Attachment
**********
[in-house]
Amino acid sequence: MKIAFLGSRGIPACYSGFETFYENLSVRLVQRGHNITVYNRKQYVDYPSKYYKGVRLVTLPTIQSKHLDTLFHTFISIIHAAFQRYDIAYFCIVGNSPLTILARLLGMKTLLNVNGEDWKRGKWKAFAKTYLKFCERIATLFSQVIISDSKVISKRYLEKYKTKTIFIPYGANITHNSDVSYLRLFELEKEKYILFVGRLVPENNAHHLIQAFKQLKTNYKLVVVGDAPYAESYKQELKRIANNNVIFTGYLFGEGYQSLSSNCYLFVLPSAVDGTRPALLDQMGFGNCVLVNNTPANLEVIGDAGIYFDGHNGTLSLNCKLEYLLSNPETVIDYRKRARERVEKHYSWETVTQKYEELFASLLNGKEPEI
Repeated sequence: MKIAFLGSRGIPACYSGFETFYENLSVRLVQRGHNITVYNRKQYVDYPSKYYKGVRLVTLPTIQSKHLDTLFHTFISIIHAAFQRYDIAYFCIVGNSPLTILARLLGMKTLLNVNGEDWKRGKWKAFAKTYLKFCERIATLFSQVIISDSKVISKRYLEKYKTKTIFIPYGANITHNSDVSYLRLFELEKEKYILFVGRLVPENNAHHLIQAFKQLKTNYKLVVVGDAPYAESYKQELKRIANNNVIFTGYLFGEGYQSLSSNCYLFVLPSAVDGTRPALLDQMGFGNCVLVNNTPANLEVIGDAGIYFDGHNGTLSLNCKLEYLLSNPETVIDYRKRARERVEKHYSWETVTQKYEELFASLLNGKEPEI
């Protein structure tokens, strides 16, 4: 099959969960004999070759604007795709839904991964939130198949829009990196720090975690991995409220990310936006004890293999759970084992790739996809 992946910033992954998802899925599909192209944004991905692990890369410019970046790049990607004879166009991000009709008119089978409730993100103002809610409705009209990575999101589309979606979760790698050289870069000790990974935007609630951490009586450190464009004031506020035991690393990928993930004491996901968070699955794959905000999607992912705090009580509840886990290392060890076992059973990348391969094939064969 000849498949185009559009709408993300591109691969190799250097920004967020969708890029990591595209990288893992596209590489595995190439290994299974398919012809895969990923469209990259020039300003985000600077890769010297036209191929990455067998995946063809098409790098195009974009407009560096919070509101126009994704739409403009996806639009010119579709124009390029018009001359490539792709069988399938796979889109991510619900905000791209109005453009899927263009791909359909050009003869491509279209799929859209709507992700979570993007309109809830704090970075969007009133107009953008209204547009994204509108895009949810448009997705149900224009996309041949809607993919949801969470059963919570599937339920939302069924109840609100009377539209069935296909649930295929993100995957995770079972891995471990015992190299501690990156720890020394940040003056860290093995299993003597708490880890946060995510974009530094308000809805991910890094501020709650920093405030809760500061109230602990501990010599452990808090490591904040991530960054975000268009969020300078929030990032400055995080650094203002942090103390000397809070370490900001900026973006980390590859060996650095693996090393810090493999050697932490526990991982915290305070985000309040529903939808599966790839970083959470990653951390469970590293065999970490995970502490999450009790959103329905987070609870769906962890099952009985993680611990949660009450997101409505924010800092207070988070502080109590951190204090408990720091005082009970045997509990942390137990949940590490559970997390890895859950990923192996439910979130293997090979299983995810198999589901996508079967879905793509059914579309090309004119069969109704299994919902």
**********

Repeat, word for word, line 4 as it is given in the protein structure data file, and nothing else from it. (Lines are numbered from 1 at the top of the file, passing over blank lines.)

């Protein structure tokens, strides 16, 4: 099959969960004999070759604007795709839904991964939130198949829009990196720090975690991995409220990310936006004890293999759970084992790739996809 992946910033992954998802899925599909192209944004991905692990890369410019970046790049990607004879166009991000009709008119089978409730993100103002809610409705009209990575999101589309979606979760790698050289870069000790990974935007609630951490009586450190464009004031506020035991690393990928993930004491996901968070699955794959905000999607992912705090009580509840886990290392060890076992059973990348391969094939064969 000849498949185009559009709408993300591109691969190799250097920004967020969708890029990591595209990288893992596209590489595995190439290994299974398919012809895969990923469209990259020039300003985000600077890769010297036209191929990455067998995946063809098409790098195009974009407009560096919070509101126009994704739409403009996806639009010119579709124009390029018009001359490539792709069988399938796979889109991510619900905000791209109005453009899927263009791909359909050009003869491509279209799929859209709507992700979570993007309109809830704090970075969007009133107009953008209204547009994204509108895009949810448009997705149900224009996309041949809607993919949801969470059963919570599937339920939302069924109840609100009377539209069935296909649930295929993100995957995770079972891995471990015992190299501690990156720890020394940040003056860290093995299993003597708490880890946060995510974009530094308000809805991910890094501020709650920093405030809760500061109230602990501990010599452990808090490591904040991530960054975000268009969020300078929030990032400055995080650094203002942090103390000397809070370490900001900026973006980390590859060996650095693996090393810090493999050697932490526990991982915290305070985000309040529903939808599966790839970083959470990653951390469970590293065999970490995970502490999450009790959103329905987070609870769906962890099952009985993680611990949660009450997101409505924010800092207070988070502080109590951190204090408990720091005082009970045997509990942390137990949940590490559970997390890895859950990923192996439910979130293997090979299983995810198999589901996508079967879905793509059914579309090309004119069969109704299994919902």